Responding to email questions: "Why is my shoulder hurting and how can I fix it?"


I have been getting a lot of emails from Crossfitters and recreational Oly lifters about the shoulder complex, "WHY are the newer-more-recreational members of Crossfit and Olympic Weightlifting more susceptible to shoulder injuries?" I have posted a few blogs about common causes of shoulder impairments, particularly for the participants mentioned above. I recommend reading through them (HERE) and (HERE) if you really want to better grasp the complexity and learn how to prevent injury. In this blog, I'll give you the short and sweet version. Additionally, I'll provide a list of impaired muscles, common joint issues, common shoulder injuries, and some useful Therapeutic Exercises to help.

As always, a big shout-out to those who take a proactive approach to learning, Thank you for your emails and questions (keep em coming), and thank you for the love and support.

Upper Crossed Syndrome (the upper extremity movement impairment syndrome) typically exhibit predictable patterns of injury including rotator cuff impingement, shoulder instability, biceps tendinitis, thoracic outlet syndrome, and headaches (1,2).

So what do the newer-more-recreational athletes of Crossfit and Olympic Weightlifting have in common? From my experience, the majority are professionals working behind the desk. Sitting at a desk type of job (without appropriately working to improve abnormality built-up) will eventually lead to Upper Crossed Syndrome. Naturally, when misalignments occur due to prolonged sitting, the altered shoulder mechanics will more than likely lead to degenerative changes in the shoulder’s capsuloligamentous structures, articular cartilage, and tendons (3)(4). Preventive and corrective solutions that address these misalignments are essential in preventing shoulder injuries during other activities such as running. Hebert LT et al., 2002 page 62 suggests that rounded shoulders (forward shoulder posture) alter the normal length-tension relationship and joint kinematic balance of the shoulder complex (5). If a person has unaddressed static misalignments and participate in activates not yet prescribable, a chain reaction will negatively alter the movement systems and cause other impairments. Sahrmann (2002) suggests “static malalignments (altered length-tension relationships or altered joint arthrokinematics), abnormal muscle activation patterns (altered force-couple relationships), and dynamic malalignments (movement system impairments) can lead to shoulder impairments.” (1)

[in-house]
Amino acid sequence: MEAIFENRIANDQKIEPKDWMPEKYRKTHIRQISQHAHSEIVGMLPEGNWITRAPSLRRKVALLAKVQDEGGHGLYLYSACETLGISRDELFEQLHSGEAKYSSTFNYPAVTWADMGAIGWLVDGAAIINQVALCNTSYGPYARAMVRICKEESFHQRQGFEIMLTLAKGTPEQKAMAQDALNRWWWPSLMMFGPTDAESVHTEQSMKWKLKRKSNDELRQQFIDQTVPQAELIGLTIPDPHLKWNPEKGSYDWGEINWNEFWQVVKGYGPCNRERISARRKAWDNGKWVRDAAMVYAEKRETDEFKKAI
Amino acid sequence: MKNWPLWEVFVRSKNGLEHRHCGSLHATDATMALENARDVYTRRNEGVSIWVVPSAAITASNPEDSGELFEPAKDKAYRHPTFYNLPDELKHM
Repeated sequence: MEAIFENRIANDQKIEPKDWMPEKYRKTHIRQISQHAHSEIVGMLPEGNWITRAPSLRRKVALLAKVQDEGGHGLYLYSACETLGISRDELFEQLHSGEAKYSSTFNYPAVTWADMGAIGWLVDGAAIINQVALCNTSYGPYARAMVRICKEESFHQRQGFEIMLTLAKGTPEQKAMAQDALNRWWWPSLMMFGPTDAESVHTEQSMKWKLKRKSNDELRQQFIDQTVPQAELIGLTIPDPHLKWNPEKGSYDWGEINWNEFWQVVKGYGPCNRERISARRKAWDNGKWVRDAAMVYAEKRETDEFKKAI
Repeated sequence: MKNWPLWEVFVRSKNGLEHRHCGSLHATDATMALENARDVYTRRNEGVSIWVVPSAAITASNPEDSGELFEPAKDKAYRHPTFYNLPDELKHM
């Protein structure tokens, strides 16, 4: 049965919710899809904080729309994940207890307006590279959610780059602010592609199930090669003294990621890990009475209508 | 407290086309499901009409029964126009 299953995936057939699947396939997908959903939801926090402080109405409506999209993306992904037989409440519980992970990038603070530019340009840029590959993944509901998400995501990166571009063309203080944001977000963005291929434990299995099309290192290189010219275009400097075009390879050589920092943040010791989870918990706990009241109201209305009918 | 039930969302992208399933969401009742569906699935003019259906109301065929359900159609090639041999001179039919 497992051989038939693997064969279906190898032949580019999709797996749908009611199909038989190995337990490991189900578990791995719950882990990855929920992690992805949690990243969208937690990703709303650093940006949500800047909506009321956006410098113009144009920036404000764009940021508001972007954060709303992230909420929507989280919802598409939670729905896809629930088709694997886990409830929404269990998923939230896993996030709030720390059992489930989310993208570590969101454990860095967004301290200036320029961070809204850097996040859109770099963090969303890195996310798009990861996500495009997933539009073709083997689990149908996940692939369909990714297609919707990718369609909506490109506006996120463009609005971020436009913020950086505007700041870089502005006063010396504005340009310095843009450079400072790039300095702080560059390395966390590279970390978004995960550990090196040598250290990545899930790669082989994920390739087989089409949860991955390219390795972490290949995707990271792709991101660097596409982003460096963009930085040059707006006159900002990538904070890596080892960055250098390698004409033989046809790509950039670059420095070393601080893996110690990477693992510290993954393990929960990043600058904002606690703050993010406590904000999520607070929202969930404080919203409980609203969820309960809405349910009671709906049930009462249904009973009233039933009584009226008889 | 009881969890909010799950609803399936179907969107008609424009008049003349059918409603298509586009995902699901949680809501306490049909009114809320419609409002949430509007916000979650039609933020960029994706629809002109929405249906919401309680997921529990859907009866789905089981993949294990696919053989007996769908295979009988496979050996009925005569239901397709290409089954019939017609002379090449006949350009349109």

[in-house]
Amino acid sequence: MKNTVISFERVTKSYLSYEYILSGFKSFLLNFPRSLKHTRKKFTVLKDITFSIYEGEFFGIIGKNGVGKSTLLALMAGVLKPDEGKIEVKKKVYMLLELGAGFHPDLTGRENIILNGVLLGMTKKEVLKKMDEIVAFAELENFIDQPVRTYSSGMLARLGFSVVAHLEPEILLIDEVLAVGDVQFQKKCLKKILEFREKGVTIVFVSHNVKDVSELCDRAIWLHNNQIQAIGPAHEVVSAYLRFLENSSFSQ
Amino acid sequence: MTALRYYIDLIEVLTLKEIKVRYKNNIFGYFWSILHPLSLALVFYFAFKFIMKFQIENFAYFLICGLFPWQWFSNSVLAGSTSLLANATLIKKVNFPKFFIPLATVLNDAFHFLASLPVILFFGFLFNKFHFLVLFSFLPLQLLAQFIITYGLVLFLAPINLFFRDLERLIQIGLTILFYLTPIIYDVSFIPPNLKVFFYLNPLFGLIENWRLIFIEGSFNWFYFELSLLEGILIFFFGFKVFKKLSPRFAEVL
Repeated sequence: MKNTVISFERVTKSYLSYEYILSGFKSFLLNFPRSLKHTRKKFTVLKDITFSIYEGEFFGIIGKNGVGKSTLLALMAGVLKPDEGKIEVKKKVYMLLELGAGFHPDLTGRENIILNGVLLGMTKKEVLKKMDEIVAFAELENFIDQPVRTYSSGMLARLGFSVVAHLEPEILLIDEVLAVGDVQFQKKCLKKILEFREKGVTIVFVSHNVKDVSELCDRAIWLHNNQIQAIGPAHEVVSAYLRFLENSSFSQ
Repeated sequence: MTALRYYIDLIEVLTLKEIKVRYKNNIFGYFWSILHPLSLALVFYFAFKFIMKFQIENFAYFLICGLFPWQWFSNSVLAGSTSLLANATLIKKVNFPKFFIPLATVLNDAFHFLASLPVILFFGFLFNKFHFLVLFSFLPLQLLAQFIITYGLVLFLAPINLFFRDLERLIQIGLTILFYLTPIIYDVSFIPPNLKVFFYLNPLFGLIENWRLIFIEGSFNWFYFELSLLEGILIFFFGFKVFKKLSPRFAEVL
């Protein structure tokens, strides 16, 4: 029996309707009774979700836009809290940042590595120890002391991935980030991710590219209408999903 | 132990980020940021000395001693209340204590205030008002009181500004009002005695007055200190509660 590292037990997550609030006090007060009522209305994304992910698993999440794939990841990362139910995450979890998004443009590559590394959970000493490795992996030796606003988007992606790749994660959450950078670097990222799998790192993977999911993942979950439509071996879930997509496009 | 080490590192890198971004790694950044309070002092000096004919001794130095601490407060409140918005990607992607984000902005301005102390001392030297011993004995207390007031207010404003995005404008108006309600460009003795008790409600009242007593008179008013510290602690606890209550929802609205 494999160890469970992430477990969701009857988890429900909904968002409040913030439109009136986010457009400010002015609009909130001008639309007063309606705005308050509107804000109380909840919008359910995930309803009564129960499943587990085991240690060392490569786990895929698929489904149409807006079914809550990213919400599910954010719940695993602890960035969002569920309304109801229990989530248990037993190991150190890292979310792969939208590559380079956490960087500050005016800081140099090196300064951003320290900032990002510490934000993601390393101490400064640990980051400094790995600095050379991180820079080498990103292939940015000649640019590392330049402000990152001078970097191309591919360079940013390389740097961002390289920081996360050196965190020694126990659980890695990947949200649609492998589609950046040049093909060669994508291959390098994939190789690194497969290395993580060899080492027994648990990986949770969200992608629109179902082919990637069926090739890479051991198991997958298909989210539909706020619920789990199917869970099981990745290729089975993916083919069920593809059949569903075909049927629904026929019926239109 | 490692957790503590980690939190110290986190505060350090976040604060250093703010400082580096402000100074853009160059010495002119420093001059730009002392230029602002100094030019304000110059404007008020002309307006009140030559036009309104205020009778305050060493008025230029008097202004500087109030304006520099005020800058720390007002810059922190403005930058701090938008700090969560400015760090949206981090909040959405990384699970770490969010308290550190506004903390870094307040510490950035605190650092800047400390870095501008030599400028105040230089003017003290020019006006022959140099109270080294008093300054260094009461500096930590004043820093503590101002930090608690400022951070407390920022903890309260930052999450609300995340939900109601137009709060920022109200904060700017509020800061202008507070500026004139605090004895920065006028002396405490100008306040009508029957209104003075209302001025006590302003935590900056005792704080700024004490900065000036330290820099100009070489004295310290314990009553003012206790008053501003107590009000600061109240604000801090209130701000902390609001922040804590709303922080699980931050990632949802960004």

Super Tight Muscles:

Pectoralis major

Pectoralis minor

Anterior deltoid

Subscapularis

Latissimus dorsi

Upper trapezius

Teres major

Sternocleidomastoid

Scalenes

Rectus capitis

Levator scapulae

Super Weak Muscles:

Rhomboids

Lower trapezius

Posterior deltoid

Teres minor

Infraspinatus

Serratus anterior

Longus coli and longus capitis

Common Joint Dysfunction:

Sternoclavicular joint

Acromioclavicular joint

Thoracic and cervical facet joints

Possible Injuries:

Rotator cuff impingement

Shoulder instability

Biceps tendinitis

Thoracic outlet syndrome

Headaches

A few simple solutions to rectify the Upper Crossed Syndrome are alleviating tight overactive muscles and strengthening weak underactive muscles:

Regular stretches such as:

Seated chin tucks: 5x5sec hold/regularly throughout the day, especially at the office.

Ts & Ys pictorials stretches: 3-5x30 sec hold. 2x/day

Cervical stretches: 5x5sec hold/regularly throughout the day, especially at the office.

Regular strengthening such as:

3 way-rows with Thera.Bands: 10x2ea. Slow and concentrated (motor control)

Ext rotation/Int rotation @ 90 Abduction resisted bands: 10x2ea. Slow and concentrated (motor control)

References:

1) Sahrmann SA. Diagnosis and Treatment of Movement

Impairment Syndromes. St. Louis, MO: Mosby;

2002.

2) Janda V. Muscles and Motor Control in Cervicogenic

Disorders. In: Grant G, ed. Physical Therapy

of the Cervical and Thoracic Spine. New York, NY:

Churchill Livingstone; 2002:182–99.

3) Matsen FA III, Thomas SC, Rockwood CA Jr. Ante- rior Glenohumeral Instability. In: Rockwood CA Jr, Matsen FA III, eds. The Shoulder, Vol 1. Philadelphia, PA: WB Saunders; 1990. p 526–622.

4) Blasier RB, Guldberg RE, Rothman ED. Anterior shoulder instability: contributions of rotator cuff forces and the capsular ligaments in a cadaver model. J Shoulder Elbow Surg 1992;1:140–50.

5) Hebert LJ, Moffet H, McFadyen BJ, Dionne CE. Scapular behavior in shoulder impingement syndrome. Arch Phys Med Rehabil 2002;83:60–9.


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